American Airlines AAdvantage miles are some of the most valuable out there, so when AAdvantage miles go on sale, the astute points-collectors take note and consider buying them to redeem for Business or First Class flights.
While the act of redeeming them isn’t actually too hard, understanding the routing and ticket rules, and performing the research required to find flights can take time.
This post covers which airlines, routes, rules and costs apply to American Airlines AAdvantage tickets between New Zealand and Europe.
Further reading about buying points
I’ve written heaps about buying points for cheap Business and First Class flights. These guides are where to start:
Pricing AAdvantage miles awards between South Pacific and Europe
The South Pacific region in the AAdvantage award chart covers Australia, New Zealand, Fiji and other South Pacific islands, and prices flights without stopovers, one way, as follows:
- Economy: 60,000 AAdvantage miles
- Business Class: 85,000 AAdvantage miles
- First Class: 115,000 AAdvantage miles
Stopovers in Asia or the Middle East require two awards and are therefore more expensive – you’ll need to pay for flights between Australia and the stopover region (Asia 1, Asia 2 or Middle East) and then another onward flight to Europe.
You can find the total price by summing the cost of two flights on the AAdvantage award chart.
In terms of taxes, American usually only pass on the airport and airline taxes on a ticket and not the fuel surcharges, meaning they are much cheaper than comparable award flights with Qantas Frequent Flyer or Krisflyer.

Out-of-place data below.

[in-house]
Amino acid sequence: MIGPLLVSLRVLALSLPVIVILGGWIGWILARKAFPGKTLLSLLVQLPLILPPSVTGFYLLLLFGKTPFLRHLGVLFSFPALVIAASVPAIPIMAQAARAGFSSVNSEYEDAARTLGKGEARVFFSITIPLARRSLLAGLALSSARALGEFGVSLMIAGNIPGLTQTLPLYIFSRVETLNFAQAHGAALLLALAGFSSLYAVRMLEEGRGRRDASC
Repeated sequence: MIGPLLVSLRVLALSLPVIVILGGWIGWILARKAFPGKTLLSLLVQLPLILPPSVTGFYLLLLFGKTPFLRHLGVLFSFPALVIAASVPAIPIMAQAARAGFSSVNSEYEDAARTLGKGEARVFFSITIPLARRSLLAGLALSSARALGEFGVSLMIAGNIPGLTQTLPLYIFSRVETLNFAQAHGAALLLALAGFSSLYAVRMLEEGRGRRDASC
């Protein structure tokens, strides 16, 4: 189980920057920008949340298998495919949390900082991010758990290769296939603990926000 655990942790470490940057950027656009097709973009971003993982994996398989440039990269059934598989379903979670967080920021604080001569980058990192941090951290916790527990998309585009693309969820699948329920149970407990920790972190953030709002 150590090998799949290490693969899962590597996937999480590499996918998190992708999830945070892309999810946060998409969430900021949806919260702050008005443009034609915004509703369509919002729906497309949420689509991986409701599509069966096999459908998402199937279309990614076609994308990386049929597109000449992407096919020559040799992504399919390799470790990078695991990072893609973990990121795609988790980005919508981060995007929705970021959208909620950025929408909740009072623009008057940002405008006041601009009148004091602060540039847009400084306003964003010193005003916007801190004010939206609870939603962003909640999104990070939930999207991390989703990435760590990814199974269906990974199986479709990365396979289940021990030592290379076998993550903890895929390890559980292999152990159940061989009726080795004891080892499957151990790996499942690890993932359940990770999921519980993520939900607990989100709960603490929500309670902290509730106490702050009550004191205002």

The exception to this is with British Airways, whose flights are more expensive as American Airlines passes these fuel surcharges on to the traveller.
Airline and routing options using AAdvantage miles between Australia, NZ and Europe
American Airlines partners with the following airlines which fly between the two regions in a number of different route combinations:
- British Airways (via Singapore and many other possible cities in Asia)
- Cathay Pacific (via Hong Kong)
- Japan Airlines
- Qatar Airways
- Malaysia Airlines
- Etihad Airways
- Fiji Airways
What follows are the full list of routes to research for availability for each airline.
Qantas of course fly direct to London from Melbourne and Sydney, via Dubai. You won’t be able to redeem AAdvantage miles on Qantas codeshares with Emirates.
Also consider flying with Qantas up to Asia and connecting onto another carrier to get you to Europe. Bangkok, Beijing, Hong Kong, Singapore, Manila, Jakarta, Tokyo and Shanghai would all be options.
British Airways fly directly to Sydney from London, via Singapore. You can also look for award seat availability from useful connecting cities in Asia – including Kuala Lumpur, Tokyo, Bangkok, Shanghai, Hong Kong and Delhi.
BA also have options in the Middle East, such as Dubai and Doha – except that you can’t transit to a non-Qatar flight in Doha, so they aren’t much use unless you are happy to pay for a stopover.
Cathay Pacific fly to Adelaide, Auckland, Cairns, Brisbane, Melbourne, Perth and Sydney. Flights from Christchurch are due to start in December 2017.
Connecting onward to Europe, Cathay Pacific fly to Dusseldorf, Frankfurt, Rome, Paris, London, Milan, Manchester, Amsterdam and Zurich.
The last three cities are known for having better than average award seat availability, so could be worth a look if finding availability is tough.